Singer Ed Sheeran is opening up about his “Shape Of You” copyright lawsuit.
Sami Chokri and Ross O’Donoghue claimed that Sheeran’s 2017 single “Shape Of You” stole “particular lines and phrases” from their 2015 song “Oh Why.” Chokri claims that he actually sent “Oh Why” to Sheeran in the hopes of collaborating; however, he could not state with any certainty if anyone actually played the song for Sheeran when questioned under oath.
The “Bad Habits” singer has not seen any of his £20m in royalties, which have been frozen until claims of copyright infringement have been resolved. However, it looks like he’ll get his money soon, as the London High Court found Ed Sheeran and his two “Shape Of You” songwriting collaborators – Snow Patrol’s Johnny McDaid and Steve Mac – not guilty.
Ed Sheeran Says ‘Hopefully We Can All Get Back To Writing Songs Rather Than Having To Prove That We Can Write Them’
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On Wednesday morning, the “Overpass Graffiti” singer posted a minute-long video to his Instagram page. In the caption, he wrote, “Dealing with a lawsuit recently. We won and I wanted to share a few words about it all x”
“Hey guys,” he began. “Me, Johnny, and Steve have made a joint statement that will be press released on the outcome of this case, but I wanted to make a small video to talk about it a bit, because I’ve not really been able to say anything while this has been going on.”
“While I’m obviously happy with the result, I feel like claims like this are way too common now and we’ve become a culture where a claim is made with the idea that a settlement will be cheaper than taking people to court even if there’s no basis for the claim.”
“It’s really damaging to the songwriting industry,” he continued. “There’s only so many notes and very few chords used in pop music. Coincidence is bound to happen if 60,000 songs are being released every day on Spotify. That’s 22 million songs a year and there’s only 12 notes there available.”
“I don’t want to take anything away from the pain and hurt suffered from both sides of this case, but I just want to say I’m not an entity. I’m not a corporation. I’m a human being. I’m a father. I’m a husband. I’m a son.”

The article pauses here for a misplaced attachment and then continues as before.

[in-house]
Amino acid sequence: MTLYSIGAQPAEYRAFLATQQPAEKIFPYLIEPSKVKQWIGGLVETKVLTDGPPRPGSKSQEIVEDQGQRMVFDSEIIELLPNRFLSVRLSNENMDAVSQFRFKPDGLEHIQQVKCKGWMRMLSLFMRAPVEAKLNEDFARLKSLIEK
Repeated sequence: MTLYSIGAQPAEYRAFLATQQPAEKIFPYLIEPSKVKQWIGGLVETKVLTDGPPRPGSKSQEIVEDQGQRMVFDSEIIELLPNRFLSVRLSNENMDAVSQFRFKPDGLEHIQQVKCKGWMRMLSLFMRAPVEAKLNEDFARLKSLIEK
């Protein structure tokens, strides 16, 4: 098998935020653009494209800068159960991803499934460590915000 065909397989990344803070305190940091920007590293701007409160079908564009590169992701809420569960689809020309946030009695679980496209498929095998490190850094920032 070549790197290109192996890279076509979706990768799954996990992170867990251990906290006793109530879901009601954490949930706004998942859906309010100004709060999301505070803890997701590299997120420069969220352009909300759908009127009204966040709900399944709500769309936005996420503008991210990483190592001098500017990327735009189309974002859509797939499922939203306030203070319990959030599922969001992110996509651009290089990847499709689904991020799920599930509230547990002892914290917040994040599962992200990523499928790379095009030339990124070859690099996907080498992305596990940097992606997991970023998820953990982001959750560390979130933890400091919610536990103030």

“Lawsuits are not a pleasant experience,” he continued. “And I hope with this ruling, it means in the future baseless claims like this can be avoided. This really does have to end. Me, Johnny, and Steve are very grateful for all the support sent to us by fellow songwriters over the last few weeks. Hopefully, we can all get back to writing songs rather than having to prove that we can write them. Thank you.”
Comments on the video had been disabled.
Judge Rules That Ed Sheeran ‘Neither Deliberately Nor Subconsciously Copied’ Chokri’s Song
According to the BBC, Judge Antony Zacaroli ruled that the “Perfect” singer had “neither deliberately nor subconsciously copied” Chokri’s 2015 song “Oh Why” when creating his 2017 hit song, “Shape Of You.”
The judge admitted that there were “similarities between the one-bar phrase” in the two songs, but said that “such similarities are only a starting point for a possible infringement” of copyright.
He added that there were “differences between the relevant parts” of the two songs, which provided “compelling evidence that the ‘Oh I’ phrase” in Sheeran’s song “originated from sources other than ‘Oh Why.’”
Although Chokri said that he had sent “Oh Why” to several people in Sheeran’s circle, the judge said there was only a “speculative foundation” that Sheeran had actually heard the song. Sheeran denied hearing the song when he testified in his own defense and the judge concluded, “I find, as a matter of fact, that he had not heard it.”
During the trial, Ed Sheeran had explained how commonplace the melody is in pop music by singing parts of Nina Simone’s “Feeling Good” and Blackstreet’s “No Diggity.”
“If you put them all in the same key, they’ll sound the same,” he explained in his testimony, which was reported by the BBC. At one point, Sheeran was accused of lifting other melodies for his songs and was asked, “Your approach is to take it, change it, and make lots of money, isn’t it?”
Sheeran denied the accusation and claimed that a “musicologist went over the song and found similarities and we changed the similarities.”